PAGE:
- 29th May 2019
- Posted by: steve mills
- Category: Blog, Tax
Everybody over eighteen should have a lasting Power of Attorney in place according to official advice.
The document or LPA for short, legally enables your Attorneys to make decisions on your behalf if you lose Mental Capacity.
The LPA deals with your Financial, Health and Care decisions while you are alive, Wills deal with your estate after your death.
There are two types, one for Property and Financial and one for Health and Welfare.
Plan for the Future now
Many people wrongly believe that their “ next of kin get the final say”.
The Lord Chancellor, in 2007 when he introduced them, quoted “We all know how important it is to plan for the future. Having a Lasting Power of Attorney (LPA)…in place should be as common and natural as making a Will”.
Only 1% of the adult UK population have an LPA in place despite one third of us, over the age of 65, developing some form of dementia. Every 90 seconds someone is admitted to hospital with some form of brain injury.
There are four reasons to make a Lasting Power of Attorney.
1. Freedom to choose
When capacity is lost with no LPA in place, the only alternative is an application for a Deputyship order with the Court of Protection. With a Deputyship application, anyone over the age of 18 can apply to the Court of Protection to be your Deputy to make Financial decisions on your behalf. If your Deputy is over the age of 18 and have the required financial skills, then deputyship will be granted. These appointed deputies may not necessarily reflect your personal views. Without an LPA in place, you give up your power to choose for yourself, leaving it to the Courts to determine who make critical decisions on your behalf.
Take your power back, do not let a stranger or someone you have not chosen take control over your Financial and Care decisions. In the case of a Property and Financial LPA, you can also specify whether your Attorney can use the LPA now or only when your capacity has gone.
You control how your attorneys act. Without an LPA in place, you put your family and relatives in a difficult situation when they have to sit and watch how your interests are controlled by others.
2. Costs of the Court of Protection to grant permission for a Deputyship order.
The first Court application fee is £385 excluding legal fees, plus the ongoing annual fees payable to the Court of Protection.
Taking into account all of the costs, legal fees and the ongoing supervision charges, having an LPA completed and registered is by far the more cost effective and reasonably priced solution compared to applying for a Deputyship order.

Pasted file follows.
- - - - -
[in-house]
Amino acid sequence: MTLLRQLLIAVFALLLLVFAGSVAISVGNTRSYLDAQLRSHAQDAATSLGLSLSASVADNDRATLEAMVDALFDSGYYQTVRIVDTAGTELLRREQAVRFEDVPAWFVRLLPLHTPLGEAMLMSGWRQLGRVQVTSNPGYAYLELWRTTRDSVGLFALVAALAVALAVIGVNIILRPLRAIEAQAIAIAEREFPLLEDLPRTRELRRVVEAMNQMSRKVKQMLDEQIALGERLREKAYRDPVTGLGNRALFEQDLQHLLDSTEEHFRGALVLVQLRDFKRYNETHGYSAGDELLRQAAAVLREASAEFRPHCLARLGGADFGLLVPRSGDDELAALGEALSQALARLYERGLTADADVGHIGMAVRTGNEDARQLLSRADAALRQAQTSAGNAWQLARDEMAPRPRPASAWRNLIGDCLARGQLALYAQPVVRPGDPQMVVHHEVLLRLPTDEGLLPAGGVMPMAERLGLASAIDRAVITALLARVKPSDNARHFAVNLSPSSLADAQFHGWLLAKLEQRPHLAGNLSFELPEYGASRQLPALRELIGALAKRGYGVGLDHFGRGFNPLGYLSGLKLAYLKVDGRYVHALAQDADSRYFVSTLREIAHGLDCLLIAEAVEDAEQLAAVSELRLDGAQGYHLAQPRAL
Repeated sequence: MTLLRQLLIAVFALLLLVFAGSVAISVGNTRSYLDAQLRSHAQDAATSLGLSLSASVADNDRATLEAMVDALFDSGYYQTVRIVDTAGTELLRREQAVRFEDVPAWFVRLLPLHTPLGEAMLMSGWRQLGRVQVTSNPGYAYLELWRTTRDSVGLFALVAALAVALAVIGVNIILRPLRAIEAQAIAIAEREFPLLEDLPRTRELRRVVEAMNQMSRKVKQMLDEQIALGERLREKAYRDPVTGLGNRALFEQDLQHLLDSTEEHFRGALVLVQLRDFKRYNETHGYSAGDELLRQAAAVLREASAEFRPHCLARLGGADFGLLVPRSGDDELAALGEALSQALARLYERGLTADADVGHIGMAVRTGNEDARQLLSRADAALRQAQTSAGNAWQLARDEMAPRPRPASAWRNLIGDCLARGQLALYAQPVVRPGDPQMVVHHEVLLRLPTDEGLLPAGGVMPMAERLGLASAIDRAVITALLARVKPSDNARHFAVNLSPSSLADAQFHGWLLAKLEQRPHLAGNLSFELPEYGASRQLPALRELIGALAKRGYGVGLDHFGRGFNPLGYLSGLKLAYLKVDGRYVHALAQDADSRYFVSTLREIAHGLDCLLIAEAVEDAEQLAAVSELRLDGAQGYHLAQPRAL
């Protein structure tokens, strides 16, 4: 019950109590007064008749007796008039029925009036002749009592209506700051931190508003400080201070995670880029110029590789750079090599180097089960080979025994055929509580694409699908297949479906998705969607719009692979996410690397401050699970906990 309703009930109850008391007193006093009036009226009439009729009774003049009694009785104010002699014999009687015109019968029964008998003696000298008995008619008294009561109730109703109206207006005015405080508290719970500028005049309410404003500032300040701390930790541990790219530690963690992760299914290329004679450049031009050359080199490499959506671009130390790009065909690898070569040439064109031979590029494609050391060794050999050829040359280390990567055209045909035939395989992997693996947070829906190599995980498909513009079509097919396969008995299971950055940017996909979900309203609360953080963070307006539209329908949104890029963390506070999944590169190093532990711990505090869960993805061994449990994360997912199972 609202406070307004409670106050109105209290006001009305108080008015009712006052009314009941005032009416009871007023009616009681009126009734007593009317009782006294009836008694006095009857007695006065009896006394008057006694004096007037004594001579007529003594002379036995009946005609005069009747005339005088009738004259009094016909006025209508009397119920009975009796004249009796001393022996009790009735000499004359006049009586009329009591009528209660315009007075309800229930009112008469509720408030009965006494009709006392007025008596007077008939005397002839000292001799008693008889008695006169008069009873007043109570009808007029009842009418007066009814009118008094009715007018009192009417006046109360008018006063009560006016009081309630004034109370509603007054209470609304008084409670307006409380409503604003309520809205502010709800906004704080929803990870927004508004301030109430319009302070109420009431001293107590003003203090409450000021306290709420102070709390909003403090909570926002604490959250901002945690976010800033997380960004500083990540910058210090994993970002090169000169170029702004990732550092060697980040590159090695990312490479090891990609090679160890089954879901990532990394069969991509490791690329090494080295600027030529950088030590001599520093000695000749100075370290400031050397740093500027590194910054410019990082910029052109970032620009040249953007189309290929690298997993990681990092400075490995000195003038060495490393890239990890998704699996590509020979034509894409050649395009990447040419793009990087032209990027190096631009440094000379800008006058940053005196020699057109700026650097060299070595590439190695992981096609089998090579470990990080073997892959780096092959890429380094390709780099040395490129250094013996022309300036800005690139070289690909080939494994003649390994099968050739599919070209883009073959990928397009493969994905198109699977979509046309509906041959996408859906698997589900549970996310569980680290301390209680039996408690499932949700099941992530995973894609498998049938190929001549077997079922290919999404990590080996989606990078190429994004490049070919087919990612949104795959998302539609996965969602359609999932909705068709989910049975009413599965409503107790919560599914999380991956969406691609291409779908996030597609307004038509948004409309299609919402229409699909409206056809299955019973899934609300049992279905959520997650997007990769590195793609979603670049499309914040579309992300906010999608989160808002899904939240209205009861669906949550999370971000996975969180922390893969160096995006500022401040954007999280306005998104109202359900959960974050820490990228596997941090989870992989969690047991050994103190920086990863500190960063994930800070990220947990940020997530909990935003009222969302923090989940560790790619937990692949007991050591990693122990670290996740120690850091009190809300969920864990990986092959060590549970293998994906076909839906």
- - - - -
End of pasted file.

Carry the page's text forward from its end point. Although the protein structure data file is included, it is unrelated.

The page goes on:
3. Time is not on your side
To register an existing LPA with the OPG takes anywhere between a minimum of 4 weeks and a maximum of 16 weeks. When capacity is lost and there is no LPA in place ready to be used, a Deputyship application would have to be submitted so that at least one deputy is appointed to act. To process a Deputyship application through the Court of Protection can take 6 months or more and this is at a time when you will have already lost capacity and the appointment is desperately needed. A Deputyship application is a more time-consuming undertaking, compared to the shorter time required to create and register an LPA in advance.
LPAs mean you specify preferences you want your Attorneys to be aware of when they deal with your Financial, Property and Healthcare decisions. Your Attorneys are expected to keep in mind your best interests and views when making decisions on your behalf.
Your views are legally binding and your Attorney’s must follow them.
You can grant your Attorneys access to your digital assets, online bank accounts and your Will. You can also use your LPA to make charity donation wishes and any Discretionary Investment Management instructions.
The earlier an LPA is completed and registered the better.
With an LPA document in place, you have peace of mind and full estate planning control.
LPAs allow you to choose Replacement Attorneys and even a professional Attorney (such as a Trust Corporation), in case your primary Attorneys are not qualified or unwilling to act.
When you lose capacity and you have no LPA, nobody can access you bank accounts to pay for expenses such as investments and care home fees. If you hold a joint account they are unable to operate the account until an LPA or Deputyship order is produced to the bank.